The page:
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Declining gas prices 'may entice some Americans to hit the road' and travel: Analyst

GasBuddy Head of Petroleum Analysis Patrick De Haan joins Yahoo Finance Live to discuss the latest moves in the energy market and what this could mean for consumers.

Video transcript

- Today marks 63 straight days of falling gas prices. The national average, according to AAA, $3.95. That's down $0.60 in a month, but still $0.75 a gallon higher than it was a year ago. GasBuddy head of petroleum analysis Patrick De Haan joining us now. Patrick, you say the streak is actually over, that prices have in fact leveled out. What are you seeing?

PATRICK DE HAAN: That's right. Well, we saw wholesale prices last week take a big jump up. In the Great Lakes, wholesale gas prices jumped over $0.45 a gallon. That led to an increase yesterday in some of those Great Lakes states like Indiana and Ohio. That was enough of an increase to stop the decline. Prices yesterday went from $2.92 to-- excuse me-- $3.92 to $3.93 a gallon, thus rising a penny and upending that streak.

But the good news may not be over. Oil prices started the week tanking again on concerns over China's economy and a potential new nuclear deal with Iran, something we've heard countless times. Oil prices dropping and could continue to see gas prices falling across the country, at least for now. Although, I think the West and East Coast may see falling prices more than other areas.

- So Patrick, we're on the East Coast. Give us a better sense, I guess, of how big of a further drop we could potentially see over the next couple of weeks.

PATRICK DE HAAN: Well, subject to Mother Nature, of course. We're in the midst of hurricane season. There's also unexpected issues that could arise out of that. So kind of with the caveat that hurricane season could interrupt any decline, I think the East Coast could see price is still moderating $0.10 to $0.20, along with the West Coast and areas of the Rockies. Those are areas that have seen refinery issues or tight supply. Those have been improving, at least for now.

Keep an eye on demand, though. It's starting to drop seasonally. Although, I think the gap between this year and last year is going to start to narrow because of the large drop in prices. Now, the national average finally starting with the same digit, the $3 candle, that we did a year ago. So that may entice some Americans to at least hit the road to close up the summer driving season.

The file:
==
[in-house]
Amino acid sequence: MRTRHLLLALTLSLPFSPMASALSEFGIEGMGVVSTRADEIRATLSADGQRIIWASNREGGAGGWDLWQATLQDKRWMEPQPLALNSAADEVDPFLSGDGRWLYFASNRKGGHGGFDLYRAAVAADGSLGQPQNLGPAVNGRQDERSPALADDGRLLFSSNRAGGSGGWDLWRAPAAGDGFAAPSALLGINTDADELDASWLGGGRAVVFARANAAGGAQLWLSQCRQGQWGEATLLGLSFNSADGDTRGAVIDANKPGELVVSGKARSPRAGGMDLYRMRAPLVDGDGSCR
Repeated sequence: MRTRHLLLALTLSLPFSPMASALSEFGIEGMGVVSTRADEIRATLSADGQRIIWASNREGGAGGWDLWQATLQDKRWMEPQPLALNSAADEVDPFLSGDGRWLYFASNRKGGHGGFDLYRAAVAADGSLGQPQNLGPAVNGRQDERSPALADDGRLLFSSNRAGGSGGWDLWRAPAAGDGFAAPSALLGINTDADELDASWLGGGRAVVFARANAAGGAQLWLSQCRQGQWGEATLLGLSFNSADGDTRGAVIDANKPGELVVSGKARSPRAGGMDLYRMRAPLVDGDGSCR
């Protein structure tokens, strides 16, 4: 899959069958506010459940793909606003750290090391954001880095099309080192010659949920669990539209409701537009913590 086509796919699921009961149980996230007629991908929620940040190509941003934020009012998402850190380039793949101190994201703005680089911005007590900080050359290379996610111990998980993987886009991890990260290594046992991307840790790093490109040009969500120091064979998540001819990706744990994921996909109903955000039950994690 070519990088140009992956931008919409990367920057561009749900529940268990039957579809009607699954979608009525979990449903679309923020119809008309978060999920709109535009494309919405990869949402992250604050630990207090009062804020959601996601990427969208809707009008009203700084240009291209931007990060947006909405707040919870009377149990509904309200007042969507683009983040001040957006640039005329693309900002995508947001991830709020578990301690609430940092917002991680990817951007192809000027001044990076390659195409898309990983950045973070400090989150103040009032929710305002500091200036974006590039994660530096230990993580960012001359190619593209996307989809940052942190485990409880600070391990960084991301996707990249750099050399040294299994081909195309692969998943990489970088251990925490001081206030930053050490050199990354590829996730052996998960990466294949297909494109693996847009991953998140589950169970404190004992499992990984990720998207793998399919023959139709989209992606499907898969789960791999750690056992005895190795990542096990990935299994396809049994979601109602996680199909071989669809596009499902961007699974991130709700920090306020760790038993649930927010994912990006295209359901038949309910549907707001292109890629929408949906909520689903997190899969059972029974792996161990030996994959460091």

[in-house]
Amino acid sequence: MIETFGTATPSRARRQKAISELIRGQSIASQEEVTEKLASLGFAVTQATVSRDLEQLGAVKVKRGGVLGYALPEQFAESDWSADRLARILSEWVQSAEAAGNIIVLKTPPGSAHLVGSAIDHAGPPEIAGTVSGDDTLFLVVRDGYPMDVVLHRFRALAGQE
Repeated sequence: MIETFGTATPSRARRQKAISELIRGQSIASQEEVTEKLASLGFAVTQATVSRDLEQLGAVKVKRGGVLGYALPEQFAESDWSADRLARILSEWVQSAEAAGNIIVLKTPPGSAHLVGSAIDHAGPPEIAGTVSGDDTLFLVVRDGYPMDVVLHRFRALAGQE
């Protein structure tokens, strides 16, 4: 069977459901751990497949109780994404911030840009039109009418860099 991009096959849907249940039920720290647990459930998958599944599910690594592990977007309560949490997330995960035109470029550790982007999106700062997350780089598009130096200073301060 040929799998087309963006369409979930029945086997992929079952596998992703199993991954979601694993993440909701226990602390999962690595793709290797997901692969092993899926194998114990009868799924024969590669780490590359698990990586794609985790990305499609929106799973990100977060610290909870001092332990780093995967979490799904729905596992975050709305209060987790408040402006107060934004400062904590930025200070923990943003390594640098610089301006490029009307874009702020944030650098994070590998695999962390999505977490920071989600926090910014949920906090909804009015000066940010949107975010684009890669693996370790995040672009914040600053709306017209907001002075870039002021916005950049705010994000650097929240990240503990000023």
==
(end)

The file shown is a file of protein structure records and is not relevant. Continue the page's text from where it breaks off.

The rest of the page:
- Patrick, you mentioned demand there. How significant has the drop been in recent weeks?

PATRICK DE HAAN: Well, it's a little bit here and there. According to GasBuddy data, gasoline consumption last week fell by 1.6 percentage points compared to the prior week. Gasoline demand usually peaks in late July. This appears to be the case this year. So 1.6% drop as schools start to reopen. That's expected. But what I'm referring to-- I think we'll start to see the gap between this year's demand and last year's demand narrow because of the tremendous decline in prices over the last nine weeks.

- Hey, Patrick, in what states-- I know you guys closely track the state by state prices. Where are we seeing the biggest bargain, if you could call it that, right now for a gallon of gas?

PATRICK DE HAAN: Well, believe it or not, there are still some stations that are sub-$3 a gallon. Now, those are few and far between. But when it comes to having the lowest prices, Texas continues to lead the nation. Average price in Texas, about $3.42 a gallon. Other areas in the South not far behind. Arkansas, Oklahoma, South Carolina, Tennessee, Mississippi, Georgia all areas where prices are under $3.50 a gallon. Conversely, California and Hawaii still the only states above the $5 a gallon mark, with California at $5.32 a gallon for a statewide average.

- It's really all relative like real estate. I'm still filling up $100 SUV. And it hurts. It doesn't feel like 60 days of falling prices. You mentioned the price of oil. WTI and Brent falling 3%. What's the X factor there? And do you see them flattening out?

PATRICK DE HAAN: Well, there's a lot of volatility at the high level. Keep in mind demand is still strong, though it may be declining seasonally. And there's a lot of high-level headlines that could influence oil in the days ahead, including economic data. We're talking about a possible slowdown in China. But last week, we saw a very good jobs report in the US. So conflicting data there. And also, the continued possibility of Iran making a new nuclear deal. That's still not clear yet whether or not we'll see that. And I think we're on the 40th possible day that that would happen. That could ultimately undermine the price of oil if there is a new nuclear deal with Iran.

- And Patrick, we also had the SPR winding down in October. The EU embargo on Russian oil imports in December. I guess, how do you see that playing out? And how big of an impact do you see that being for the price of crude here in the US?

PATRICK DE HAAN: Well, I certainly think crude could be challenged going into the last quarter of the year. Though keep in mind as US demand is starting to moderate, that may provide a little bit of breathing room. Now, when it comes to diesel, keep in mind much of the EU consumes diesel as its primary transportation fuel. Diesel, also the same as heating oil and with winter around the corner, I think diesel is going to remain pretty lofty compared to gasoline. It's going to be the more desired hydrocarbon.

I do continue to see oil prices under pressure this winter. But with an economic slowdown possibly still brewing, there could be some relief in the price of oil. If we do see a slowdown, that could limit consumption and give us just enough spare capacity to make it through winter.